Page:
state's security and existence, in a lavish welcoming ceremony at Tel Aviv's Ben Gurion airport at the start of a three-day visit to Israel and the Palestinian territories.
"Our alliance is eternal, it is for ever," Obama declared on a bright morning after Air Force One rolled to a stop, warning that tumultuous change sweeping the Middle East brought both promise and peril for Israel.
"It is in our fundamental national security interests to stand with Israel. It makes us both stronger," Obama said, launching a visit draped in symbolism but bringing little hope of progress towards Israeli-Palestinian peace.
Israeli President Shimon Peres praised Obama as a "remarkable world leader" who had shown a deep personal commitment to protect Israel, taking implicit aim at a perception the US president is not sufficiently warm to the Jewish state.
"A world without your friendship would invite aggression against Israel... In times of peace, in times of war, your support for Israel is unshakeable," Peres said.
Prime Minister Benjamin Netanyahu, with whom Obama has had a prickly relationship, was also effusive.
"Thank you, Mr President, for upholding the Jewish people's right for a Jewish state in our homeland and for boldly defending that right in the United Nations," Netanyahu said.
Obama, Netanyahu and Peres, each wearing a white shirt and a blue tie -- the colours of the Israeli flag -- smiled and joked as they greeted dignitaries.
The US leader then came face-to-face with Israel's preoccupation with security, visiting a mobile battery of the US-funded Iron Dome missile defence system trucked to the airport.
For all the soaring rhetoric, Obama's long-awaited visit -- the debut overseas trip of his second term -- may be marked more by symbolism than serious diplomatic substance and will expose diminished US ambitions of forging peace between Israel and the Palestinians.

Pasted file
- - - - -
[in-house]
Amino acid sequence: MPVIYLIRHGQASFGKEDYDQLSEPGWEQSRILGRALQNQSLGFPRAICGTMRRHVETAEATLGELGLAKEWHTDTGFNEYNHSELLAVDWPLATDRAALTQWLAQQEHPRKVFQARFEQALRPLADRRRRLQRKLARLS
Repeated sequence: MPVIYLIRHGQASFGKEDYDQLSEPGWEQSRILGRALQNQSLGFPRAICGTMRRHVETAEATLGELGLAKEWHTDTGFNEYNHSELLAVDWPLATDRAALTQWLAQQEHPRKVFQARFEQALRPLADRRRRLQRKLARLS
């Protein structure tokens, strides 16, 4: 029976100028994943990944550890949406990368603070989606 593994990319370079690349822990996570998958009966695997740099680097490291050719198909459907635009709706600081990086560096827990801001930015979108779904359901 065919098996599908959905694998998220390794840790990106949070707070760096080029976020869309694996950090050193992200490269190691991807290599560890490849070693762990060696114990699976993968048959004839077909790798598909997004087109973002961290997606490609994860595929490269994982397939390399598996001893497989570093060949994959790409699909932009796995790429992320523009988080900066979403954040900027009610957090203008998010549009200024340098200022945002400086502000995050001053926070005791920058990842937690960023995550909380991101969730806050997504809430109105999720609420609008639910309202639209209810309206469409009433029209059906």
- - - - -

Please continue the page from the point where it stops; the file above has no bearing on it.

The president says he is carrying no new peace plans and instead intends to listen to the new Israeli government and Palestinians disaffected with his approach, leading some experts to question why he is coming at all.
He must also navigate the treacherous regional politics of the Middle East, facing new scrutiny over his wariness of deeper US involvement in Syria as government forces and rebels accuse one another of using chemical arms.
During his visit, Obama will pointedly court the historic symbolism of the Jewish State when he inspects the Dead Sea Scrolls and visits the tomb of Theodor Herzl, founder of modern Zionism.
The choreography is intended to show Israelis, Arabs and political foes back home that Obama is deeply committed to Israel's security and future, despite some scepticism about his motives.
He is on tricky political ground: a survey by the independent Israel Democracy Institute showed that while 51 percent of the Jewish Israeli considered Obama neutral toward Israel, 53.5 percent did not trust him with Israel's vital interests.
So, mounting a charm offensive, Obama will deliver a speech to hundreds of young Israelis on Thursday.
Obama and Netanyahu will have to smooth over an often difficult personal chemistry following previous spats, but the visit is unlikely to narrow differences over how soon Iran will have a nuclear weapons capability.
Obama told Israeli television that Iran would not be able to build a nuclear weapon for "over a year or so."
Netanyahu warned last year that Iran would have the capacity to produce a bomb much earlier, within months from the current date, and questions whether sanctions will change Tehran's calculations.
While he will not bring a specific Middle East peace proposal, officials insist Obama's commitment to a two-state solution for Israel and the Palestinians is undimmed.
Columnist Alex Fishman of Israel's Yediot Aharonot newspaper on Wednesday said that Washington, pushed by new Secretary of State John Kerry, would revive the Arab peace plan of 2002.
Palestinian president Mahmud Abbas hopes Obama will help broker the release of more than 1,000 Palestinian prisoners from Israeli jails and wants $700 million in blocked US aid freed up.
Obama will tell the Palestinians that initiatives like seeking statehood recognition at the UN are counterproductive, while warning Israel that settlement building undercuts the chances of resuming peace talks.
In Israel and Jordan, Obama will experience oases of relative calm in a region rocked by unrest spawned by the Arab Spring uprisings.
But his policy towards Syria's bloody unrest will come under new scrutiny, following new allegations from both government forces and rebels that the other side has deployed chemical weapons.